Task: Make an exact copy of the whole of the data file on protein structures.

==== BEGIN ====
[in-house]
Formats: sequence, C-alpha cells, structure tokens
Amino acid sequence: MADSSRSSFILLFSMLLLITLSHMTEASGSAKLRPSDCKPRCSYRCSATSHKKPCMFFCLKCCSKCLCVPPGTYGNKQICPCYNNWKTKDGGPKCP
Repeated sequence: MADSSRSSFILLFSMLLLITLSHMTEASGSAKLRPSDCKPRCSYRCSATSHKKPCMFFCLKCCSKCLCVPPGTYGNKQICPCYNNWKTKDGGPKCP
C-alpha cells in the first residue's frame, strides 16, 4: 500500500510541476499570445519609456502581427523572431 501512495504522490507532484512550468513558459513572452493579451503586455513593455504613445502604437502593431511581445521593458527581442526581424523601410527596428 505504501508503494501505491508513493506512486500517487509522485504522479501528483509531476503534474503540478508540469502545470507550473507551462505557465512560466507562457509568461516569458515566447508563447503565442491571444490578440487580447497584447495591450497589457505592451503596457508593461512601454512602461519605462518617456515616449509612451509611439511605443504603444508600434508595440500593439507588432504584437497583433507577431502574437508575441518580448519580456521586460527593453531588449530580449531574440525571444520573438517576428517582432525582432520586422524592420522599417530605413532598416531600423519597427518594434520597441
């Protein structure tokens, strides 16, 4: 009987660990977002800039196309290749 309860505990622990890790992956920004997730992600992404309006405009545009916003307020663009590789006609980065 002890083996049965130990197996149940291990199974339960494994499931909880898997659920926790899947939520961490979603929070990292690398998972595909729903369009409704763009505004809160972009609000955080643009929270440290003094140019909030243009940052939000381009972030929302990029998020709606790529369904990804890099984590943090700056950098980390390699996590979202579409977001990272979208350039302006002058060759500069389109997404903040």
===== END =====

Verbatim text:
[in-house]
Formats: sequence, C-alpha cells, structure tokens
Amino acid sequence: MADSSRSSFILLFSMLLLITLSHMTEASGSAKLRPSDCKPRCSYRCSATSHKKPCMFFCLKCCSKCLCVPPGTYGNKQICPCYNNWKTKDGGPKCP
Repeated sequence: MADSSRSSFILLFSMLLLITLSHMTEASGSAKLRPSDCKPRCSYRCSATSHKKPCMFFCLKCCSKCLCVPPGTYGNKQICPCYNNWKTKDGGPKCP
C-alpha cells in the first residue's frame, strides 16, 4: 500500500510541476499570445519609456502581427523572431 501512495504522490507532484512550468513558459513572452493579451503586455513593455504613445502604437502593431511581445521593458527581442526581424523601410527596428 505504501508503494501505491508513493506512486500517487509522485504522479501528483509531476503534474503540478508540469502545470507550473507551462505557465512560466507562457509568461516569458515566447508563447503565442491571444490578440487580447497584447495591450497589457505592451503596457508593461512601454512602461519605462518617456515616449509612451509611439511605443504603444508600434508595440500593439507588432504584437497583433507577431502574437508575441518580448519580456521586460527593453531588449530580449531574440525571444520573438517576428517582432525582432520586422524592420522599417530605413532598416531600423519597427518594434520597441
């Protein structure tokens, strides 16, 4: 009987660990977002800039196309290749 309860505990622990890790992956920004997730992600992404309006405009545009916003307020663009590789006609980065 002890083996049965130990197996149940291990199974339960494994499931909880898997659920926790899947939520961490979603929070990292690398998972595909729903369009409704763009505004809160972009609000955080643009929270440290003094140019909030243009940052939000381009972030929302990029998020709606790529369904990804890099984590943090700056950098980390390699996590979202579409977001990272979208350039302006002058060759500069389109997404903040």